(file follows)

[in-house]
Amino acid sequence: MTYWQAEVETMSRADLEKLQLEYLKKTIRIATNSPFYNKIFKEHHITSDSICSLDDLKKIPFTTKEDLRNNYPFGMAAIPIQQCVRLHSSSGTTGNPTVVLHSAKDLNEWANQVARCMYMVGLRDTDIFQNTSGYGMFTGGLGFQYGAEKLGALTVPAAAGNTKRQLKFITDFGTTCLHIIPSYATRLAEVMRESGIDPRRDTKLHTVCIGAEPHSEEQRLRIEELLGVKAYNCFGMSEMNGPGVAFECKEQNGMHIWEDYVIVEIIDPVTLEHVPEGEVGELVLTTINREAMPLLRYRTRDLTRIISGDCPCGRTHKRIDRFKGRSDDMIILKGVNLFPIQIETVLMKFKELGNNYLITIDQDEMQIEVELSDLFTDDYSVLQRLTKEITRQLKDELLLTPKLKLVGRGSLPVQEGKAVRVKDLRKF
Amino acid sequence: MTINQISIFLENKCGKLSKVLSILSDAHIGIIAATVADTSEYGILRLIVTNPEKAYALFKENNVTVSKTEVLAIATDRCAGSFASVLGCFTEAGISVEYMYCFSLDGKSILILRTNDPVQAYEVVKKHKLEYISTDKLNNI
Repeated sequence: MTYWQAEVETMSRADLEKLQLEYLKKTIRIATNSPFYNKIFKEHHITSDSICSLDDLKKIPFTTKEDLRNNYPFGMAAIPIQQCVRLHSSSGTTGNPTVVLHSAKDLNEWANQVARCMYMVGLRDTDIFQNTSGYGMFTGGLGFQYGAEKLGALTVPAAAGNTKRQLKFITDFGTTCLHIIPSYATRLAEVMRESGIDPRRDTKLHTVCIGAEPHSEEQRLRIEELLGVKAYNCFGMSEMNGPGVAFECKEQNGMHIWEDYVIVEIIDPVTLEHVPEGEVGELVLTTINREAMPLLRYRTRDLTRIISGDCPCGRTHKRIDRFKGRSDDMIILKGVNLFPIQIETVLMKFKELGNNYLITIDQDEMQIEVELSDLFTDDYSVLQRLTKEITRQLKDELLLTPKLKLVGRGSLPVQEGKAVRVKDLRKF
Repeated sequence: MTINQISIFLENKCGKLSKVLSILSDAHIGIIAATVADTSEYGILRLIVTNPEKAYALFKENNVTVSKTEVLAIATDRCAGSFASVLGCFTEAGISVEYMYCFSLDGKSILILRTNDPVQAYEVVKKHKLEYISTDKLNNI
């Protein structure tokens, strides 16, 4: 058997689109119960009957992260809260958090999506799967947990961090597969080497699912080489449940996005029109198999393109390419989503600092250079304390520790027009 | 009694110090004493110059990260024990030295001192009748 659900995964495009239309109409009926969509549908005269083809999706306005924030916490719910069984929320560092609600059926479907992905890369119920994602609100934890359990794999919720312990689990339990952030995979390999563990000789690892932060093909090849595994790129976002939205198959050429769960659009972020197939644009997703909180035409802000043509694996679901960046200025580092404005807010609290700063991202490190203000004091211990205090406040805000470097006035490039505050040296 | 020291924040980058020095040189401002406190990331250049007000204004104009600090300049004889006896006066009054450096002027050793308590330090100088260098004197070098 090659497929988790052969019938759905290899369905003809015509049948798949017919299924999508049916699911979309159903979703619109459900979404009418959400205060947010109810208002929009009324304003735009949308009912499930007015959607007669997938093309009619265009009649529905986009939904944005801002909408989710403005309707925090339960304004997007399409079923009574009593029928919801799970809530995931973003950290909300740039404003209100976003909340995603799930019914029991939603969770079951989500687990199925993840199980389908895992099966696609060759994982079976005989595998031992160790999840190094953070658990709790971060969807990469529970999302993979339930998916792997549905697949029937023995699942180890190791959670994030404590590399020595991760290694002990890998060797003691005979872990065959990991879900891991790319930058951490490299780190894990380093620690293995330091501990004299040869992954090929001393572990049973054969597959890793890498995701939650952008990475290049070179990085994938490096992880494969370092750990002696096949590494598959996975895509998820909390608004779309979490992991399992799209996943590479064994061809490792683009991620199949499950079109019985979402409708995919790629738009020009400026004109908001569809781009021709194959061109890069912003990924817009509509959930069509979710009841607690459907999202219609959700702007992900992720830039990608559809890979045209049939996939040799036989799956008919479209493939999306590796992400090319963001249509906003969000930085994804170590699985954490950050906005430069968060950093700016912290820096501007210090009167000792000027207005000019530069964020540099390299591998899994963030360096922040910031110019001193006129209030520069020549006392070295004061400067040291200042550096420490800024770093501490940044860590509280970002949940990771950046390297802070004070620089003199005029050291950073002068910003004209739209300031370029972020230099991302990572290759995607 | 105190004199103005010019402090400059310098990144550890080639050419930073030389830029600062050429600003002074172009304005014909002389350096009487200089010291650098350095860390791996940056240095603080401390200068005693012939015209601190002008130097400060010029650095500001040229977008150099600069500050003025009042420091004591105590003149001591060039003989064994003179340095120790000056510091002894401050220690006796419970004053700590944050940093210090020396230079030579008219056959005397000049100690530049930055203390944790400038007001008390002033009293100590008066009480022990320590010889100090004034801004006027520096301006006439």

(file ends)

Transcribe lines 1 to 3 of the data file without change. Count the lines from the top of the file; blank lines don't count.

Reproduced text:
[in-house]
Amino acid sequence: MTYWQAEVETMSRADLEKLQLEYLKKTIRIATNSPFYNKIFKEHHITSDSICSLDDLKKIPFTTKEDLRNNYPFGMAAIPIQQCVRLHSSSGTTGNPTVVLHSAKDLNEWANQVARCMYMVGLRDTDIFQNTSGYGMFTGGLGFQYGAEKLGALTVPAAAGNTKRQLKFITDFGTTCLHIIPSYATRLAEVMRESGIDPRRDTKLHTVCIGAEPHSEEQRLRIEELLGVKAYNCFGMSEMNGPGVAFECKEQNGMHIWEDYVIVEIIDPVTLEHVPEGEVGELVLTTINREAMPLLRYRTRDLTRIISGDCPCGRTHKRIDRFKGRSDDMIILKGVNLFPIQIETVLMKFKELGNNYLITIDQDEMQIEVELSDLFTDDYSVLQRLTKEITRQLKDELLLTPKLKLVGRGSLPVQEGKAVRVKDLRKF
Amino acid sequence: MTINQISIFLENKCGKLSKVLSILSDAHIGIIAATVADTSEYGILRLIVTNPEKAYALFKENNVTVSKTEVLAIATDRCAGSFASVLGCFTEAGISVEYMYCFSLDGKSILILRTNDPVQAYEVVKKHKLEYISTDKLNNI